Mourinho certainly didn’t lack for conviction in this summer’s transfer market. Eric Bailly and Henrikh Mkhiytaryan were signed swiftly while Zlatan, though a free transfer, is a superstar signing with superstar wages. Enough has been written about the size of Pogba’s transfer fee. Mourinho convinced the club to stick its chest out and pay for the folly of letting the player go so cheaply in the first place.
In stark contrast to recent seasons United fans had every reason to be pleased with the summer’s transfer activity. Puzzlingly, however, Mourinho seems to have lacked a clear plan of how to use the players he signed. The size of Pogba’s fee suggests the team should be built around him, but the Frenchman spent much of the early season tripping over a fading Wayne Rooney in the No.10 position or struggling to convince in a two-man midfield. His confidence has appeared low and he doesn’t always appear to understand his role.
Mkhitaryan’s treatment almost warrants an internal investigation. Thrown in at the deep end against City then hung out to try and publicly castigated by his manager, the Armenian finally appears to be working his way back into favour and showcased his gifts in the cup win against West Ham in midweek as well as at Goodison Park on Sunday.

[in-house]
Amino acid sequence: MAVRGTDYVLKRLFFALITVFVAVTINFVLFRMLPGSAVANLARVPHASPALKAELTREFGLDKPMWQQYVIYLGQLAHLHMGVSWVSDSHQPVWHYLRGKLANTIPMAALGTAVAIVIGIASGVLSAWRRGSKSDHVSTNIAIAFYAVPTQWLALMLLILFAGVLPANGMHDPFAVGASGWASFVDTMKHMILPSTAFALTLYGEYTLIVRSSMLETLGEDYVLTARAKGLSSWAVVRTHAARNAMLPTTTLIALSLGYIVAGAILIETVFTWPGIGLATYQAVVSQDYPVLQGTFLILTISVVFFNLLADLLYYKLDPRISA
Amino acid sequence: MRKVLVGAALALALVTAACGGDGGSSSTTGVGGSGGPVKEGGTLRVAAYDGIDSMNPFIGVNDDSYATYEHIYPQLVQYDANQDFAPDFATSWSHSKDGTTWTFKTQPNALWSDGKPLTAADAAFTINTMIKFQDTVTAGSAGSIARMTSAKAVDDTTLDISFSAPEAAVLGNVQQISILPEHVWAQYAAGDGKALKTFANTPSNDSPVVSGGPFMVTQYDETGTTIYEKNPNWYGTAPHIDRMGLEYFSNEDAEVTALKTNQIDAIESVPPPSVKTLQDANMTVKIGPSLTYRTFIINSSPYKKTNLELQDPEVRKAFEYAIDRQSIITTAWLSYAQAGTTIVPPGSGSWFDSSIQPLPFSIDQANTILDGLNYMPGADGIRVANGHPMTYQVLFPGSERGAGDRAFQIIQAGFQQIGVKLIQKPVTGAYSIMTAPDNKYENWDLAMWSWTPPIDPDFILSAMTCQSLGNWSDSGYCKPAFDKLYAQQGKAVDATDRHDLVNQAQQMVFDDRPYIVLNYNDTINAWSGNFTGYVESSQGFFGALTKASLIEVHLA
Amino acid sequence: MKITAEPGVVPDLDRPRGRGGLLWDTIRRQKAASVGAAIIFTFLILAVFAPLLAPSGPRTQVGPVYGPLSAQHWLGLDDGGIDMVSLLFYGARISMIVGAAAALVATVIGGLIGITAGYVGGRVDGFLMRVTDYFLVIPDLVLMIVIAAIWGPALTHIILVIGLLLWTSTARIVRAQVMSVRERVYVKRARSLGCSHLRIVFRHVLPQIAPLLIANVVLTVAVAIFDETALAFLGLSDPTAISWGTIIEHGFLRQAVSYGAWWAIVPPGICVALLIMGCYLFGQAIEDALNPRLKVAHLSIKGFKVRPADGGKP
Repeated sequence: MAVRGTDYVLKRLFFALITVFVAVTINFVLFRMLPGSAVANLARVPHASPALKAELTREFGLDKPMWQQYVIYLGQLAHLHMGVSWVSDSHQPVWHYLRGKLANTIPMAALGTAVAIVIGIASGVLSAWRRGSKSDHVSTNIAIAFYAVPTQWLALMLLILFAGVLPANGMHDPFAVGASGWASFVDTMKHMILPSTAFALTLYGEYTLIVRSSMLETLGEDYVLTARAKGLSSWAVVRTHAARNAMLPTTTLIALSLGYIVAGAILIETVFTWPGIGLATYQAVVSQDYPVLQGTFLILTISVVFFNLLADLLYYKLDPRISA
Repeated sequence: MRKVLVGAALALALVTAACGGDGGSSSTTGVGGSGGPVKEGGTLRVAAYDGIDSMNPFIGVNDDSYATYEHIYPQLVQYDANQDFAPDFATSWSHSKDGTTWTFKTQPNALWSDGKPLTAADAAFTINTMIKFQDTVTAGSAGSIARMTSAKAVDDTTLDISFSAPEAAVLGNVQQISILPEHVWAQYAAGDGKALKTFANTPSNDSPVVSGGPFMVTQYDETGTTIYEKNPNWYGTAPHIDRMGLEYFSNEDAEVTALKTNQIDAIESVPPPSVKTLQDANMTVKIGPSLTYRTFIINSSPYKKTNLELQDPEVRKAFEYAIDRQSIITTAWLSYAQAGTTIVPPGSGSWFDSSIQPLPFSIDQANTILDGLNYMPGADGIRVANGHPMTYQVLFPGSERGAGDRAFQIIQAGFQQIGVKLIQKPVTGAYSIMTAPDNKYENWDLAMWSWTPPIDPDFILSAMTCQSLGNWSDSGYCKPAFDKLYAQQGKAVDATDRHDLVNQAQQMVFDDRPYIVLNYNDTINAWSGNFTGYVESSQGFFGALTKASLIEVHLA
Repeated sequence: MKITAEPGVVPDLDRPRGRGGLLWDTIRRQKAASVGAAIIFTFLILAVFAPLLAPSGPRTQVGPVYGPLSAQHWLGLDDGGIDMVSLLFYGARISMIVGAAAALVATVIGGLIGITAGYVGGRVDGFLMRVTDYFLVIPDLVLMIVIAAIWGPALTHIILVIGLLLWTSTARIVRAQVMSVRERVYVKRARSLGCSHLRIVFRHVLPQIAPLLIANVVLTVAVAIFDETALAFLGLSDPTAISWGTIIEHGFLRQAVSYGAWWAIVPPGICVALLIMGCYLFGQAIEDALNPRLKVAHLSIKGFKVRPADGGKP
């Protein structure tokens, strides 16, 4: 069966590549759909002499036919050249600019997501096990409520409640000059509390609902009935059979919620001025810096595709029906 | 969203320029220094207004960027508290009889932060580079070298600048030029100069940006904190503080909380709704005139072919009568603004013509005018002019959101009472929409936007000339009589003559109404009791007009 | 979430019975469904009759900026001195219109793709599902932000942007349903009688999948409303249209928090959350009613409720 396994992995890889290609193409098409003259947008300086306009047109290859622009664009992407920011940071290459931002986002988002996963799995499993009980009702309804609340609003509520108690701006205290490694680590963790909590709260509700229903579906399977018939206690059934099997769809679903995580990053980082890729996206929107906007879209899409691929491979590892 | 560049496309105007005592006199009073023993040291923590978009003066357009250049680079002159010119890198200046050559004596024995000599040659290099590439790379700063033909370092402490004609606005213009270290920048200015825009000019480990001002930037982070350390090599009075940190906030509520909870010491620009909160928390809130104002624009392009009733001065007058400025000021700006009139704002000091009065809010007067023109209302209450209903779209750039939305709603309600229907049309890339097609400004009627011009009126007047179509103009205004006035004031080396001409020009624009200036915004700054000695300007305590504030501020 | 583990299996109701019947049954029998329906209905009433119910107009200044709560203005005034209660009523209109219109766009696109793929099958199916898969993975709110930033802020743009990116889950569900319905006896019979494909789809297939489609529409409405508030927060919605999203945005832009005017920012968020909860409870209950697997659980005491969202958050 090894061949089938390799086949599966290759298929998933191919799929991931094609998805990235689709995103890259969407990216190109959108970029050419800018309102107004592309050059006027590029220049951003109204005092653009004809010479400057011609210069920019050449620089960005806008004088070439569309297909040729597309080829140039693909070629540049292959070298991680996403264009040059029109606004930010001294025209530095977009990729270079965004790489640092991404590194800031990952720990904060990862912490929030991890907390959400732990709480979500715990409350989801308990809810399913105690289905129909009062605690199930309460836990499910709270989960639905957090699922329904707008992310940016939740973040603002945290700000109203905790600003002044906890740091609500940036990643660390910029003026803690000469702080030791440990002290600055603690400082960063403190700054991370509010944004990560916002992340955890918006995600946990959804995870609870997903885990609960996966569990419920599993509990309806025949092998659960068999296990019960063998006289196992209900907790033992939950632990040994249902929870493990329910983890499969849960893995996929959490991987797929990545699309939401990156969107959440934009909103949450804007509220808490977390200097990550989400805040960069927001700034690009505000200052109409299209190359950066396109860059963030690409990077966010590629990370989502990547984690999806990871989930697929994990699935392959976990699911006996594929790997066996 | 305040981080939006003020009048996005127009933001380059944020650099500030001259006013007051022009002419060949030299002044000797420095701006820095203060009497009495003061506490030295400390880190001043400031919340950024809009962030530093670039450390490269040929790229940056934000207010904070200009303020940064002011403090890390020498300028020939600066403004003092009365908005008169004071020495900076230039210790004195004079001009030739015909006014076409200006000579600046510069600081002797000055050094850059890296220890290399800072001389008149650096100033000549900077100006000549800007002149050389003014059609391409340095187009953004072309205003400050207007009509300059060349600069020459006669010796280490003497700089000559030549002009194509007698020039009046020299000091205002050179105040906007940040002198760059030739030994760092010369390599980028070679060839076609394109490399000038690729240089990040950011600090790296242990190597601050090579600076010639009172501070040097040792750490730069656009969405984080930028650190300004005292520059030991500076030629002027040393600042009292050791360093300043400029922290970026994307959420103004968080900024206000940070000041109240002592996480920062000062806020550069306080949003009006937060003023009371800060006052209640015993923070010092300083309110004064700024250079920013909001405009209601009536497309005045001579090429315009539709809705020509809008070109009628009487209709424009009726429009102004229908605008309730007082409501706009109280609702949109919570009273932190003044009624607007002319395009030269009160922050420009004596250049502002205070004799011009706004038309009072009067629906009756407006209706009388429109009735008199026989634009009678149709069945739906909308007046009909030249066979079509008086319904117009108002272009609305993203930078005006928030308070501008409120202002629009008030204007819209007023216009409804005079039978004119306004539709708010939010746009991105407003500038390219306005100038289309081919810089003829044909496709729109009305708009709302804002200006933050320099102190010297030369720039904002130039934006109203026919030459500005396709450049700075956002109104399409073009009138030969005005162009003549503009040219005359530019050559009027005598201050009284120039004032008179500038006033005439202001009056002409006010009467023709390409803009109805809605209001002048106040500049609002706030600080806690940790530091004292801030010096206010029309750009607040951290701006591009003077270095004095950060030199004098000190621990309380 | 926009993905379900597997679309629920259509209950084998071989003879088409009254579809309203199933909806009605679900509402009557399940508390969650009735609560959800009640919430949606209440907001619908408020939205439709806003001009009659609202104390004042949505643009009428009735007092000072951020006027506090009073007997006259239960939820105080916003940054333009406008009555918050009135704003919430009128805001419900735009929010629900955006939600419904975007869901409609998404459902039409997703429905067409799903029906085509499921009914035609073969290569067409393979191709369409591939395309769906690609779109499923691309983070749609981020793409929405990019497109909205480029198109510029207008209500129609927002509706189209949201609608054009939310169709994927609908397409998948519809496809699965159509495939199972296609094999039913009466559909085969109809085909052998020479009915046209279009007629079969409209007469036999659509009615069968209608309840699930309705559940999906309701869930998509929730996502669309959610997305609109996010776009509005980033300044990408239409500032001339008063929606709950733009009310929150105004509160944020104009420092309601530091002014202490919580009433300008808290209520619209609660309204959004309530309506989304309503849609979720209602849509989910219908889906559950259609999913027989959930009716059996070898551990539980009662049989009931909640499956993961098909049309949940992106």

Mkhitaryan is not the only player who has been questioned in public by Mourinho. Once the arch protector of his own players. Rooney’s ability to play in midfield was scorned in the summer; ‘you can tell me his pass is amazing but my pass is amazing too without pressure’, then Luke Shaw was singled out for public criticism after defeat to Watford before joining Chris Smalling in the manager’s bad books for failing to play though injury.
Shaming players in public is usually the last resort of a desperate manager but Mourinho seems to have carried seamlessly on from his final season at Chelsea. All too often this season United have appeared listless and directionless. The players are far from blameless but Mourinho must take responsibility for a lack of tactical clarity and the poor morale that is a world away from his best work as a manager.
Mourinho is a smart guy. Few would doubt that. It may well be that he’s found a culture of complacency in the United dressing room so strong he feels that he needs to rail against individual players and create chaos in the media to shake things up.